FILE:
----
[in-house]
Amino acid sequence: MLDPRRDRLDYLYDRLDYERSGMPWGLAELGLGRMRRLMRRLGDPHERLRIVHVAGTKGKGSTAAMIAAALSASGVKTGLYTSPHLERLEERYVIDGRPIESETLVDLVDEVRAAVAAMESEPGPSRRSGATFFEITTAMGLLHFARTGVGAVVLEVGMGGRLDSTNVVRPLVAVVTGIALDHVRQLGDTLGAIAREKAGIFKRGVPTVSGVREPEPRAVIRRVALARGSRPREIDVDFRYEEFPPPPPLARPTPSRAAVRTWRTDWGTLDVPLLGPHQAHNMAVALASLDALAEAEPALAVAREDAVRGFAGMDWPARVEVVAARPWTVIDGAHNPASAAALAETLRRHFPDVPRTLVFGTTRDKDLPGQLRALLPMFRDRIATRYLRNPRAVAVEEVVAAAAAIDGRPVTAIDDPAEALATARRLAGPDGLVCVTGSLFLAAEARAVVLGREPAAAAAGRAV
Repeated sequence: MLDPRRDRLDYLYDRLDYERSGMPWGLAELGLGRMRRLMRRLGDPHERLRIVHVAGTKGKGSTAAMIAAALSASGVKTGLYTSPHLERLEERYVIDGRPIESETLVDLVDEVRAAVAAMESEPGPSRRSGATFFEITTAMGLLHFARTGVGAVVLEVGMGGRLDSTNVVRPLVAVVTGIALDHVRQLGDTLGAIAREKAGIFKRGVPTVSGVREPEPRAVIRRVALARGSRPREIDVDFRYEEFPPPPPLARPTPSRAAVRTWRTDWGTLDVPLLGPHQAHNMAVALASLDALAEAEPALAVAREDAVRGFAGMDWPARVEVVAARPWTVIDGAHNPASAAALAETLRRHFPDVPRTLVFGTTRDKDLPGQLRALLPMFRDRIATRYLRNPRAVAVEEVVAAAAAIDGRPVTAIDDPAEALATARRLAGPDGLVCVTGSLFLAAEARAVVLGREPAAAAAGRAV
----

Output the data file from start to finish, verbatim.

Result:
[in-house]
Amino acid sequence: MLDPRRDRLDYLYDRLDYERSGMPWGLAELGLGRMRRLMRRLGDPHERLRIVHVAGTKGKGSTAAMIAAALSASGVKTGLYTSPHLERLEERYVIDGRPIESETLVDLVDEVRAAVAAMESEPGPSRRSGATFFEITTAMGLLHFARTGVGAVVLEVGMGGRLDSTNVVRPLVAVVTGIALDHVRQLGDTLGAIAREKAGIFKRGVPTVSGVREPEPRAVIRRVALARGSRPREIDVDFRYEEFPPPPPLARPTPSRAAVRTWRTDWGTLDVPLLGPHQAHNMAVALASLDALAEAEPALAVAREDAVRGFAGMDWPARVEVVAARPWTVIDGAHNPASAAALAETLRRHFPDVPRTLVFGTTRDKDLPGQLRALLPMFRDRIATRYLRNPRAVAVEEVVAAAAAIDGRPVTAIDDPAEALATARRLAGPDGLVCVTGSLFLAAEARAVVLGREPAAAAAGRAV
Repeated sequence: MLDPRRDRLDYLYDRLDYERSGMPWGLAELGLGRMRRLMRRLGDPHERLRIVHVAGTKGKGSTAAMIAAALSASGVKTGLYTSPHLERLEERYVIDGRPIESETLVDLVDEVRAAVAAMESEPGPSRRSGATFFEITTAMGLLHFARTGVGAVVLEVGMGGRLDSTNVVRPLVAVVTGIALDHVRQLGDTLGAIAREKAGIFKRGVPTVSGVREPEPRAVIRRVALARGSRPREIDVDFRYEEFPPPPPLARPTPSRAAVRTWRTDWGTLDVPLLGPHQAHNMAVALASLDALAEAEPALAVAREDAVRGFAGMDWPARVEVVAARPWTVIDGAHNPASAAALAETLRRHFPDVPRTLVFGTTRDKDLPGQLRALLPMFRDRIATRYLRNPRAVAVEEVVAAAAAIDGRPVTAIDDPAEALATARRLAGPDGLVCVTGSLFLAAEARAVVLGREPAAAAAGRAV